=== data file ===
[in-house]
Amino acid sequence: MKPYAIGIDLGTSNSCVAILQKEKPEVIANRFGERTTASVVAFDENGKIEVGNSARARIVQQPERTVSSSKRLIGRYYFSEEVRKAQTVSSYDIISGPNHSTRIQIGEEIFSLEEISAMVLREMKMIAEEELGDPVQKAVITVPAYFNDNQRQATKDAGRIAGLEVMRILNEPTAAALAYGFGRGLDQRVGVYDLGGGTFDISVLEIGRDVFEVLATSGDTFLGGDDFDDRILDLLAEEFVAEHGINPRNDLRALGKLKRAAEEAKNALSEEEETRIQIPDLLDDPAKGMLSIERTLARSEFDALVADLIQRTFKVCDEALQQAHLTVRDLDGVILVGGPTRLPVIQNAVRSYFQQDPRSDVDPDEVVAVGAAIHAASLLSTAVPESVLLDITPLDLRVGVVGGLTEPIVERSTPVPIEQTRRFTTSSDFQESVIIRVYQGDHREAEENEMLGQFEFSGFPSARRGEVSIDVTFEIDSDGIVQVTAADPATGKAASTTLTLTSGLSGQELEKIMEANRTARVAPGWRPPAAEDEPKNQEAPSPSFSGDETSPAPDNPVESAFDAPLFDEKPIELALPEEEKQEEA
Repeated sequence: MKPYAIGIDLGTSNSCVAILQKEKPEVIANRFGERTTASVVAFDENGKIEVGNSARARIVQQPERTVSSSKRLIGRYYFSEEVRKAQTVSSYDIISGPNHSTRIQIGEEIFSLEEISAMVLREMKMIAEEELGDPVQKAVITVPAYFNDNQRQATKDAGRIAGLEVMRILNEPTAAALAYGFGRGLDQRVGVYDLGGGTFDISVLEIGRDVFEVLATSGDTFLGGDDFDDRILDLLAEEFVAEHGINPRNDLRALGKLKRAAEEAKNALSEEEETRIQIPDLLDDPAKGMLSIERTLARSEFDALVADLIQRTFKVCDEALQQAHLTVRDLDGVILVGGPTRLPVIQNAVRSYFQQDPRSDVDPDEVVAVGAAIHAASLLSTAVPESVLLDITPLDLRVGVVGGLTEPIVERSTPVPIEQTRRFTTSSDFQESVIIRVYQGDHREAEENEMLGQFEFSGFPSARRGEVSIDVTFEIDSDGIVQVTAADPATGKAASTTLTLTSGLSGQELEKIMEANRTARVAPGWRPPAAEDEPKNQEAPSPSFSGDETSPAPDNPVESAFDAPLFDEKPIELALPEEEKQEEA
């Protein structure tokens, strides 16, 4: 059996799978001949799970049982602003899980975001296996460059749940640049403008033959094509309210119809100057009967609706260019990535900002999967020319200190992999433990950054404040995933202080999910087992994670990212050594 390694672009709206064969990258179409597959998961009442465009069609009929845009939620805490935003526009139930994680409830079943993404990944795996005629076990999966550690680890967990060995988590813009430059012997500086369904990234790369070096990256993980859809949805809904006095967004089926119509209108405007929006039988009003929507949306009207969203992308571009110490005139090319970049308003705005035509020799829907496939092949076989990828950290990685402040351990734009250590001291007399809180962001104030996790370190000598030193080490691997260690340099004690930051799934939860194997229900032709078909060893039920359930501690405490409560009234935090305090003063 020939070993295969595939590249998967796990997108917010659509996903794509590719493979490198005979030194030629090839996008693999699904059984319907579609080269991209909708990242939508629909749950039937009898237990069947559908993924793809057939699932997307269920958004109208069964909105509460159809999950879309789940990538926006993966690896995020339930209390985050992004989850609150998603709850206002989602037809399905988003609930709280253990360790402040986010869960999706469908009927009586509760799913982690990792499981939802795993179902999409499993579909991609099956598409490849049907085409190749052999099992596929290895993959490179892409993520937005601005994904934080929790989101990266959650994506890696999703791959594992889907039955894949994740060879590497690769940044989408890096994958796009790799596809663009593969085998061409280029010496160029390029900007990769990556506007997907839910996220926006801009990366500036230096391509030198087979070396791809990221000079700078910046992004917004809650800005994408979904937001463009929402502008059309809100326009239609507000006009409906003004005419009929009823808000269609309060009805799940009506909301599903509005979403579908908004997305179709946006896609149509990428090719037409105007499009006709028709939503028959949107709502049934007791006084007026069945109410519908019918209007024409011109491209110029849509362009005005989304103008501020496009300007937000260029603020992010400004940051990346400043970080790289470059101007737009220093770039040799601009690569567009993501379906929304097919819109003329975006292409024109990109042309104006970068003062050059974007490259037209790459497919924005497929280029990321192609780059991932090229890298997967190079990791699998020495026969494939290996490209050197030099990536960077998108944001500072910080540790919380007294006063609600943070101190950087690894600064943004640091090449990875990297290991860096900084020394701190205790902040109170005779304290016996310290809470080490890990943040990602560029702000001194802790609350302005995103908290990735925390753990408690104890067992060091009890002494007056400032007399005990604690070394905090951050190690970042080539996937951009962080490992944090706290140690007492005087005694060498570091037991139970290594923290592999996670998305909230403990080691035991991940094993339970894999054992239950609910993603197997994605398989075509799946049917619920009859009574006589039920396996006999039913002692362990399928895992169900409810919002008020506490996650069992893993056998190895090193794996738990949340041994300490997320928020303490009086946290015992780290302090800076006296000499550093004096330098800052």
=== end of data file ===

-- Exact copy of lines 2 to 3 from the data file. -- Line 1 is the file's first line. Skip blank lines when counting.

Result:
Amino acid sequence: MKPYAIGIDLGTSNSCVAILQKEKPEVIANRFGERTTASVVAFDENGKIEVGNSARARIVQQPERTVSSSKRLIGRYYFSEEVRKAQTVSSYDIISGPNHSTRIQIGEEIFSLEEISAMVLREMKMIAEEELGDPVQKAVITVPAYFNDNQRQATKDAGRIAGLEVMRILNEPTAAALAYGFGRGLDQRVGVYDLGGGTFDISVLEIGRDVFEVLATSGDTFLGGDDFDDRILDLLAEEFVAEHGINPRNDLRALGKLKRAAEEAKNALSEEEETRIQIPDLLDDPAKGMLSIERTLARSEFDALVADLIQRTFKVCDEALQQAHLTVRDLDGVILVGGPTRLPVIQNAVRSYFQQDPRSDVDPDEVVAVGAAIHAASLLSTAVPESVLLDITPLDLRVGVVGGLTEPIVERSTPVPIEQTRRFTTSSDFQESVIIRVYQGDHREAEENEMLGQFEFSGFPSARRGEVSIDVTFEIDSDGIVQVTAADPATGKAASTTLTLTSGLSGQELEKIMEANRTARVAPGWRPPAAEDEPKNQEAPSPSFSGDETSPAPDNPVESAFDAPLFDEKPIELALPEEEKQEEA
Repeated sequence: MKPYAIGIDLGTSNSCVAILQKEKPEVIANRFGERTTASVVAFDENGKIEVGNSARARIVQQPERTVSSSKRLIGRYYFSEEVRKAQTVSSYDIISGPNHSTRIQIGEEIFSLEEISAMVLREMKMIAEEELGDPVQKAVITVPAYFNDNQRQATKDAGRIAGLEVMRILNEPTAAALAYGFGRGLDQRVGVYDLGGGTFDISVLEIGRDVFEVLATSGDTFLGGDDFDDRILDLLAEEFVAEHGINPRNDLRALGKLKRAAEEAKNALSEEEETRIQIPDLLDDPAKGMLSIERTLARSEFDALVADLIQRTFKVCDEALQQAHLTVRDLDGVILVGGPTRLPVIQNAVRSYFQQDPRSDVDPDEVVAVGAAIHAASLLSTAVPESVLLDITPLDLRVGVVGGLTEPIVERSTPVPIEQTRRFTTSSDFQESVIIRVYQGDHREAEENEMLGQFEFSGFPSARRGEVSIDVTFEIDSDGIVQVTAADPATGKAASTTLTLTSGLSGQELEKIMEANRTARVAPGWRPPAAEDEPKNQEAPSPSFSGDETSPAPDNPVESAFDAPLFDEKPIELALPEEEKQEEA